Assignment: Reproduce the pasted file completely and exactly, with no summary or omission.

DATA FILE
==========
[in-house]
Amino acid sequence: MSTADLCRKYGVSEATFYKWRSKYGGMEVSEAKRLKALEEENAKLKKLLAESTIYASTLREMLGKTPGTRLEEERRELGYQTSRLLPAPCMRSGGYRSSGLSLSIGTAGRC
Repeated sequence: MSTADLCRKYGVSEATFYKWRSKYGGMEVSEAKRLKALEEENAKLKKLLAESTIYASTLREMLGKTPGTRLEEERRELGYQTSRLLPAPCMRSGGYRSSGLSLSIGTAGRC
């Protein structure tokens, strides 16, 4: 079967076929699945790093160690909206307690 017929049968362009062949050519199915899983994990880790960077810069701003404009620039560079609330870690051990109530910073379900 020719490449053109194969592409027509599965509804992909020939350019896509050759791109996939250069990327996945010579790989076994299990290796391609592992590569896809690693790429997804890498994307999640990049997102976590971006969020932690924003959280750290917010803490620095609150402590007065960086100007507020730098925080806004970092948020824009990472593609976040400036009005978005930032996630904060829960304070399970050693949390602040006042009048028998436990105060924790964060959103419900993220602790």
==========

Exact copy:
[in-house]
Amino acid sequence: MSTADLCRKYGVSEATFYKWRSKYGGMEVSEAKRLKALEEENAKLKKLLAESTIYASTLREMLGKTPGTRLEEERRELGYQTSRLLPAPCMRSGGYRSSGLSLSIGTAGRC
Repeated sequence: MSTADLCRKYGVSEATFYKWRSKYGGMEVSEAKRLKALEEENAKLKKLLAESTIYASTLREMLGKTPGTRLEEERRELGYQTSRLLPAPCMRSGGYRSSGLSLSIGTAGRC
């Protein structure tokens, strides 16, 4: 079967076929699945790093160690909206307690 017929049968362009062949050519199915899983994990880790960077810069701003404009620039560079609330870690051990109530910073379900 020719490449053109194969592409027509599965509804992909020939350019896509050759791109996939250069990327996945010579790989076994299990290796391609592992590569896809690693790429997804890498994307999640990049997102976590971006969020932690924003959280750290917010803490620095609150402590007065960086100007507020730098925080806004970092948020824009990472593609976040400036009005978005930032996630904060829960304070399970050693949390602040006042009048028998436990105060924790964060959103419900993220602790």